At-risk teens motivated to turn their lives around at CID camp

One of the first things Ah Boi, a Secondary 2 student, plans to do when he gets home is to apologise to his father and to spend more time with him.

"I used to fight with him whenever I did something wrong, return home late and irritate my younger brother," said the 15-year-old, using a pseudonym.

He described himself as someone who would stay out late with his friends from a gang, with about 10 to 15 members. He also had a gang insignia posted on his social media account by friends.

Sec 3 student Adam (not his real name), also 15, plans to cut himself off from his friends in a gang.

Both teens completed a 11/2-day camp on Pulau Ubin yesterday, organised by the Criminal Investigation Department's (CID) Secret Societies Branch to teach at-risk teenagers about the dangers of joining gangs.

Participants can join the camp as part of a voluntary six-month rehabilitation process called the Streetwise Programme, meant for young people associated with gangs or gang activities.

Under the Societies Act, it is illegal to join gangs, participate in their activities or pretend to be a gang member.

This is the 10th year that the camp is being held and, to date, 300 young people have taken part.

A talk during the camp, called All Can Escape or Ace, motivated Ah Boi to mend ties with his father.

Former inmate Michael Teoh, 52, shared the story of how he rebuilt relationships with his stepfather and biological father after being released from prison in 1988.

Mr Teoh said his stepfather had gone down on his knees to seek his forgiveness for physically abusing him as a child. He also tracked down his biological father, who cried and apologised to him for neglecting him when he was young.

Said Ah Boi: "I want to be a better person who spends more time with my family."

As for Adam, listening to Mr Teoh convinced him that his so-called friends might not stick around in times of trouble. He does not plan to contact members of his former gang for fear that he might be drawn into illicit activities, such as running gambling dens.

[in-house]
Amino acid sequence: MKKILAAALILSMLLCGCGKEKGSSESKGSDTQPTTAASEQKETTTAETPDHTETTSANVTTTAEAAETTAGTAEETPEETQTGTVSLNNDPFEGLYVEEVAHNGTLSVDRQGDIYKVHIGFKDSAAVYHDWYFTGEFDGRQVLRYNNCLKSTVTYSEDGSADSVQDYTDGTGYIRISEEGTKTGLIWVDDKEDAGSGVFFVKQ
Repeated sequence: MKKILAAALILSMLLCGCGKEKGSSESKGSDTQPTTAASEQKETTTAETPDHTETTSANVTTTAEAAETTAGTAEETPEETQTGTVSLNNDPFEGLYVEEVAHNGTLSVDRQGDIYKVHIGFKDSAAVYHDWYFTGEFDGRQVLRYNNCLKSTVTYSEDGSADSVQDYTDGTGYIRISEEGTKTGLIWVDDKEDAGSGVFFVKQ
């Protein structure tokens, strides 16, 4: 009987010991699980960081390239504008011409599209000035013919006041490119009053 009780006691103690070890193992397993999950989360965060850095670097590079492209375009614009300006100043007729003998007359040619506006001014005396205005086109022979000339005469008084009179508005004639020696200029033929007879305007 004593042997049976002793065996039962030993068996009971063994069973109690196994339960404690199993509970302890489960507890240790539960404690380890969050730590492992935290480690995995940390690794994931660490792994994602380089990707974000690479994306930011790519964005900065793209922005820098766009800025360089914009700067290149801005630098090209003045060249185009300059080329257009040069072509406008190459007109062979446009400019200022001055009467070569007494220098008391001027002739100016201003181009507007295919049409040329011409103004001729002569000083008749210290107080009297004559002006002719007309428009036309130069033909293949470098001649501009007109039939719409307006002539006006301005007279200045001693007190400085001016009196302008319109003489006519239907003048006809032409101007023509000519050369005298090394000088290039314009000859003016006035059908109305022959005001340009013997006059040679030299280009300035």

Both teenagers found the camp's activities, including an obstacle course, tiring but fun.

Mr Teoh, who took part in the camp for the first time, said he was happy his experience helped the two boys. Now a swim coach and a father of two, he was charged with first degree murder after a robbery he planned with his friends went awry. Eventually, the charge was reduced to robbery with hurt. He was 17 when he first went to jail.

Mr Teoh said he has since made it his mission to help young people "get back on the right track".

In a statement, a police spokesman urged parents and guardians to guide their children or wards to stay away from wrong company and be wary of negative influences on social media.

The statement also reminded young people that they would be committing a crime by getting involved in gang-related activities such as chanting gang slogans and poems. Those found guilty can be punished with a fine not exceeding $5,000 or jailed for a period not exceeding three years, or both.

Those who wish to leave gangs or suspect that someone might be in a gang can call the Secret Societies Branch on 6435-0000.

A version of this article appeared in the print edition of The Straits Times on November 30, 2017, with the headline 'At-risk teens motivated to turn their lives around at CID camp'. Print Edition | Subscribe